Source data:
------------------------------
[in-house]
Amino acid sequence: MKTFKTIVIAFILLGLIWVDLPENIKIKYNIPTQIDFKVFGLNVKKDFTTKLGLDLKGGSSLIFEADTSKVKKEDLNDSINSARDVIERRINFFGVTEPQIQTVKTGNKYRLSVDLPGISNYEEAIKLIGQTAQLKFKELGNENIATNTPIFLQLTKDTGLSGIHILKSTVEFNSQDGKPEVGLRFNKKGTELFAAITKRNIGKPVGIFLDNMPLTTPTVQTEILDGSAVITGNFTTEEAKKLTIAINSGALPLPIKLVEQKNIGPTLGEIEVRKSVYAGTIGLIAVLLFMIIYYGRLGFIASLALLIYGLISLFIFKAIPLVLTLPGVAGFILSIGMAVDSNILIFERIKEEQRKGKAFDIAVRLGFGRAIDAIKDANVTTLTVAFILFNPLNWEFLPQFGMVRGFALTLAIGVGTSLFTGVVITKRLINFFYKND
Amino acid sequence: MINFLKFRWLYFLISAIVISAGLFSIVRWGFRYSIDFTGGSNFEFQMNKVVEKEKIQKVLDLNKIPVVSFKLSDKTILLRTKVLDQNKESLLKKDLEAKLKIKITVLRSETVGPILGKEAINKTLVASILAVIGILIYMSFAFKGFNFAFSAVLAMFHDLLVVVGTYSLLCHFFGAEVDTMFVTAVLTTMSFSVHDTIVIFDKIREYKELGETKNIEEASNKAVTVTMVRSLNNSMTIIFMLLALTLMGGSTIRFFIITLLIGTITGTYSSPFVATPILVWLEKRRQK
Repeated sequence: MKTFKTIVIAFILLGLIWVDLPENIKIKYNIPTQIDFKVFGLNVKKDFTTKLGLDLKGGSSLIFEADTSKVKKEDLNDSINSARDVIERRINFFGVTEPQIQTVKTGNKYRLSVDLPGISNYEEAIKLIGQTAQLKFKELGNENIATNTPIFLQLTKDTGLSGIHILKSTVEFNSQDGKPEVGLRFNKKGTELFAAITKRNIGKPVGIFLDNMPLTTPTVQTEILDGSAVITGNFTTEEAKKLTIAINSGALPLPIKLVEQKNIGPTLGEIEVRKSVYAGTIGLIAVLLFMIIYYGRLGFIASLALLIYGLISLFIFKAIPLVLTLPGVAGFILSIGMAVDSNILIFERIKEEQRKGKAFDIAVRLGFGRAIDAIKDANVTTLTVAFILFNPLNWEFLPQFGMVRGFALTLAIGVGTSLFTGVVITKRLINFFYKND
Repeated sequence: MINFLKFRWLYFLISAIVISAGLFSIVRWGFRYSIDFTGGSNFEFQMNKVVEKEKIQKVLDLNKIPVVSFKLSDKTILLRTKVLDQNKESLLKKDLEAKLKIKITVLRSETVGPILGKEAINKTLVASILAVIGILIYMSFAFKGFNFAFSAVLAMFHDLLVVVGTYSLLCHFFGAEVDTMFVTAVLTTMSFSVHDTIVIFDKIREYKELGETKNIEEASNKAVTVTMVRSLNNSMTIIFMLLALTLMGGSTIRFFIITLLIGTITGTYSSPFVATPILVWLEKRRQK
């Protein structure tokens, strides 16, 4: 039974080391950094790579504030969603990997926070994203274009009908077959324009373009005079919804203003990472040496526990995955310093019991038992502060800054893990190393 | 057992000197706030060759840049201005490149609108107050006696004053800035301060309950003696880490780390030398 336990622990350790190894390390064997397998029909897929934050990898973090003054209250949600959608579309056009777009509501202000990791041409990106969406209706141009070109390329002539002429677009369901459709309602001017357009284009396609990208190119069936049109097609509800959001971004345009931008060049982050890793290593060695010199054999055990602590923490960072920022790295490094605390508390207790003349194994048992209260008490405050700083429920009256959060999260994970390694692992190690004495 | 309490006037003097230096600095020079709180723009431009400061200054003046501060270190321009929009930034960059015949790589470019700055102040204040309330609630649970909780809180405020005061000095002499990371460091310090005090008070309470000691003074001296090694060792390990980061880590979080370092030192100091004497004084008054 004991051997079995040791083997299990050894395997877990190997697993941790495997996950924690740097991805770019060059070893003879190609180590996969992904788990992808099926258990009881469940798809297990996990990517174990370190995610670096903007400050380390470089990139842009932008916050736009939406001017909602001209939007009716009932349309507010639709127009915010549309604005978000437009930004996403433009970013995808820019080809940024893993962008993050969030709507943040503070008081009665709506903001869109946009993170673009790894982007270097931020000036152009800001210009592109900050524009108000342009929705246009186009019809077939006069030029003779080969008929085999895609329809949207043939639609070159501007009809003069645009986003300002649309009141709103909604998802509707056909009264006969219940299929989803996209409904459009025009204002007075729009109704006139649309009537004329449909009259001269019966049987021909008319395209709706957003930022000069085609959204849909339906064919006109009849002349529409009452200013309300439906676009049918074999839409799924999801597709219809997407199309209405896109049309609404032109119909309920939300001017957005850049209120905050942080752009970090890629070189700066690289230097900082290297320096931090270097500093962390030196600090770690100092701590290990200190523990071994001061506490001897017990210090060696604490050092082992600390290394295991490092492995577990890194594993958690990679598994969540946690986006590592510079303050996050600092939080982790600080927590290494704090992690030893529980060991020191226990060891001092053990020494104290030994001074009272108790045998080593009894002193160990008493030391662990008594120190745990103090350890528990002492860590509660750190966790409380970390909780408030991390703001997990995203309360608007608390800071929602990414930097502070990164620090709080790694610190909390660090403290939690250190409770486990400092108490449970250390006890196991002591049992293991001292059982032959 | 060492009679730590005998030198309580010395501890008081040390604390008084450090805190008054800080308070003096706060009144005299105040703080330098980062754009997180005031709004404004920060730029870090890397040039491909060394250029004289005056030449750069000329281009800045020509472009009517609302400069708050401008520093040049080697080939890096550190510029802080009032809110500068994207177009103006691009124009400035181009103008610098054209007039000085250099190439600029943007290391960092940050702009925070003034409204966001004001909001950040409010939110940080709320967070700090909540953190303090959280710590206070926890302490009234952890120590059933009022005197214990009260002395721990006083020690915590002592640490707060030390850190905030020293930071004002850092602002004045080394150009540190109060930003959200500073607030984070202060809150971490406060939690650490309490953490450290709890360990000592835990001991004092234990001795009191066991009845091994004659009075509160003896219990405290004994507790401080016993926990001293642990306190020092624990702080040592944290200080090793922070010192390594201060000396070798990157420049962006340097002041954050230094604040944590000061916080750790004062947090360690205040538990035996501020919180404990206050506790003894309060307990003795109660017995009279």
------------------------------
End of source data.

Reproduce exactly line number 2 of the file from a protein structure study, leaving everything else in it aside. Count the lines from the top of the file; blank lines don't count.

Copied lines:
Amino acid sequence: MKTFKTIVIAFILLGLIWVDLPENIKIKYNIPTQIDFKVFGLNVKKDFTTKLGLDLKGGSSLIFEADTSKVKKEDLNDSINSARDVIERRINFFGVTEPQIQTVKTGNKYRLSVDLPGISNYEEAIKLIGQTAQLKFKELGNENIATNTPIFLQLTKDTGLSGIHILKSTVEFNSQDGKPEVGLRFNKKGTELFAAITKRNIGKPVGIFLDNMPLTTPTVQTEILDGSAVITGNFTTEEAKKLTIAINSGALPLPIKLVEQKNIGPTLGEIEVRKSVYAGTIGLIAVLLFMIIYYGRLGFIASLALLIYGLISLFIFKAIPLVLTLPGVAGFILSIGMAVDSNILIFERIKEEQRKGKAFDIAVRLGFGRAIDAIKDANVTTLTVAFILFNPLNWEFLPQFGMVRGFALTLAIGVGTSLFTGVVITKRLINFFYKND